The rainbow is the first of this rainy season and happened on Sunday, November 21, the night of the full moon, or even the blue moon, if you will. I had watched the moonrise for a couple of nights in anticipation of the blue moon, and wouldn’t you know it? We had a series of magnificent thunderstorms on Sunday, so the moonrise was hidden in cloud cover. No matter. I was treated to the beautiful, lovely full, blue moon in the middle of the night and I imagined a chorus of Bill Monroe’s “Blue Moon of Kentucky” and smiled at knowing that Louisville would soon be seeing it: keep on shining blue moon of Kentucky!
(You guys are seven-or-even eight hours behind me now with Daylight Savings time, so by the time you see the moon, I’m fast asleep or even only waking up!!)
The other photo is a shot from that same evening. I’ve taken to visiting a nearby vacant trailer each evening where I retreat to a shaded back porch to avoid the hottest part of the day and the blare of my neighbors’ preaching. (I have neighbors who enjoy listening to their favorite preacher from a very high noise level on their TV/stereo system and it grates on my nerves. At the risk of offence, I’ve never understood the attraction to threats of damnation, hell, and brimstone and having someone scream about it for hours at a time.) The back porch of the vacant trailer has become a favorite spot and on the night of the storms I photographed this thorn tree in the lovely evening light. (I had to work hard to make such a lovely shot: it isn’t nearly that lovely where I sit each evening.)
And the photos at the bottom are of what is remaining of my garden. The goats have won! I have lost! I wasn’t as devastated as I thought I would be, as, after all, I was expecting it. I was shooing the goats away every day and knew there would come a day when I wouldn’t be there to shoo them and they’d have their snack of my vegetables undisturbed. I took heart in the fact that they didn’t uproot everything and in fact, the vegetables, especially the amaranth, is likely to leaf out again. I also appreciated the fact that my zinnia blooms seemed unappetizing to them, although they did eat the zinnia buds on the plants.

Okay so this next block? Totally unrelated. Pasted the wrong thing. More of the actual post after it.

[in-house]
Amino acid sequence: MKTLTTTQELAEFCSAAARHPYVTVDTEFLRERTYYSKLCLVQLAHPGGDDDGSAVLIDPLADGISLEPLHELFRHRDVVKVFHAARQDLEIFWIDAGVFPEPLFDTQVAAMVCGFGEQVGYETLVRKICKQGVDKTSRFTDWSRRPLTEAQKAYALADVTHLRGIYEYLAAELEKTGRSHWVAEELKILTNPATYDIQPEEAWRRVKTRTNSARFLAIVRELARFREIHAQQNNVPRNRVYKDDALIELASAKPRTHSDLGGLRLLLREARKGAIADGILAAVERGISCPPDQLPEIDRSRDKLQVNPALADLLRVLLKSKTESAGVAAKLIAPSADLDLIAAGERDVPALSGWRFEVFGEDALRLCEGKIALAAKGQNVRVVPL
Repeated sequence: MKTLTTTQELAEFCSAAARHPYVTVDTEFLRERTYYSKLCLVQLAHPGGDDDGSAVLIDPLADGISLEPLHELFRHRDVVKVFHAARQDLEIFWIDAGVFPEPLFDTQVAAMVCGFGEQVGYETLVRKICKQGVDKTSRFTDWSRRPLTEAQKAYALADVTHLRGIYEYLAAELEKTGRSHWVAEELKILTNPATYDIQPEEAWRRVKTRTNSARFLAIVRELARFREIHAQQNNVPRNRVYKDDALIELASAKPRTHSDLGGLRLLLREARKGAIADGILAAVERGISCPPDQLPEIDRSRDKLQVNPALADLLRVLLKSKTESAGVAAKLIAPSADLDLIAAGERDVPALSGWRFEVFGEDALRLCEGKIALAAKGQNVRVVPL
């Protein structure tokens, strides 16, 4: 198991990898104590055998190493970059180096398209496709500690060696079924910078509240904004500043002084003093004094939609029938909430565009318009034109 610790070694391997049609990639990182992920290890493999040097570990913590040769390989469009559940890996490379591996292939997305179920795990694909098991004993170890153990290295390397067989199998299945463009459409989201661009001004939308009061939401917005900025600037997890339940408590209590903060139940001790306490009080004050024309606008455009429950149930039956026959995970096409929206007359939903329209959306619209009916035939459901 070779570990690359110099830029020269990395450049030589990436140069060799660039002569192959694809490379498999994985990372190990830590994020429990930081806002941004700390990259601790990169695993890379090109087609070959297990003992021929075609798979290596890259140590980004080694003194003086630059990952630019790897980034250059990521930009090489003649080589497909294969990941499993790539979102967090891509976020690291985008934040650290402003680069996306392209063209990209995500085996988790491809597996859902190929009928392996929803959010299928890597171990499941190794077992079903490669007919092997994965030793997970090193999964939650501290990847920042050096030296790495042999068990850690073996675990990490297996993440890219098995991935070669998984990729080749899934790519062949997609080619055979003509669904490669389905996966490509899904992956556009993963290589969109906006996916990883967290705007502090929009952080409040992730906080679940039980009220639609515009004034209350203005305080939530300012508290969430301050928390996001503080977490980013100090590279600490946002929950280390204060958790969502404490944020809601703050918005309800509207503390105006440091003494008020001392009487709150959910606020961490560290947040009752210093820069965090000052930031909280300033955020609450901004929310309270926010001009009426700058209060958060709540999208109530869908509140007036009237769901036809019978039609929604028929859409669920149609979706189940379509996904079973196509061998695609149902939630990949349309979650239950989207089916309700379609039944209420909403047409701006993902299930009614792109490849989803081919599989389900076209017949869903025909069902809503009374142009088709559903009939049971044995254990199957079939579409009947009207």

A neighbor came by last night to cluck and suck teeth with me to sympathize in my disappointment. She encouraged me, as others have, to “build my thorn fence thicker and higher.” She and others are right: the thorn fence would be very effective if higher and thicker, but I’ve run out of enthusiasm for building thorn fences: I ruined a pair of pruners, a good pair of leather gloves, and a long sleeved shirt to build what I have, not to mention the scratches and pricks—and bleeding!--in my skin I have endured in building. Also, when I was building my thorn fence, it was winter, and I wasn’t as afraid to harvest my thorn branches from the bushveld as I hoped, hoped, hoped that snakes were in hibernation. I can’t say the same now that it is summer, and think it foolish and unwise to be out and about cutting brush in an area of the world that is home to some of the most venomous snakes on the planet. I will chalk the failed thorn fence up to lessons learned: adequate fencing of gardens is absolutely necessary if one wants to protect vegetable plants from free-roaming goats. If I’m to help the people in my village with food gardens, fencing, and good, sturdy fencing, is top priority.
This is the week of Thanksgiving, so Happy Thanksgiving to all! I will be spending the holiday with my Peace Corps family and fellow Americans and (celebrating in spirit with my family back home!)
An important part of my spiritual practice is to write a daily gratitude list and in honor of Thanksgiving, I’d like to share my gratitude list with you. So for today, I’m grateful for the following (and in no particular order):
• fresh apricots
• a nice Italian roasted coffee in my French press
• chakalaka spicy enough to require tissues
• and then cooled with a nice dollop of sour cream
• hand-washed laundry drying in the sun
• African neighbors full of music and joy
• wild birds waking me each morning
• my sobriety and abstinence that foster a connection to God
• my family of blood and my family of choice
• my sons, my sons, my sons
• Africa in all her prickles and bites
• USA in all of its comforts!
• life, blood, sweat, tears, sorrow
• breath, renewal, hope, refreshment
• health, vitality, vigor
• mobility, motion, movement
• safety, security, comfort, peace
• thorn trees
• South African thunderstorms
• my African home, privacy, electricity, clean water
• clothing, money, having enough
• healthy, nutritious food
• my African community
• fellow Peace Corps volunteers
• my computer, internet access, letters, books
• education, learning, teaching, knowing
• being, spirituality, song, dance
• and YOU!
Happy Thanksgiving! May your holiday be full of love, happiness, blessings, and gratitude!
PS. I will “unplug” myself for a few days to enjoy food and fellowship--so no worries if you don’t hear from me. Love you!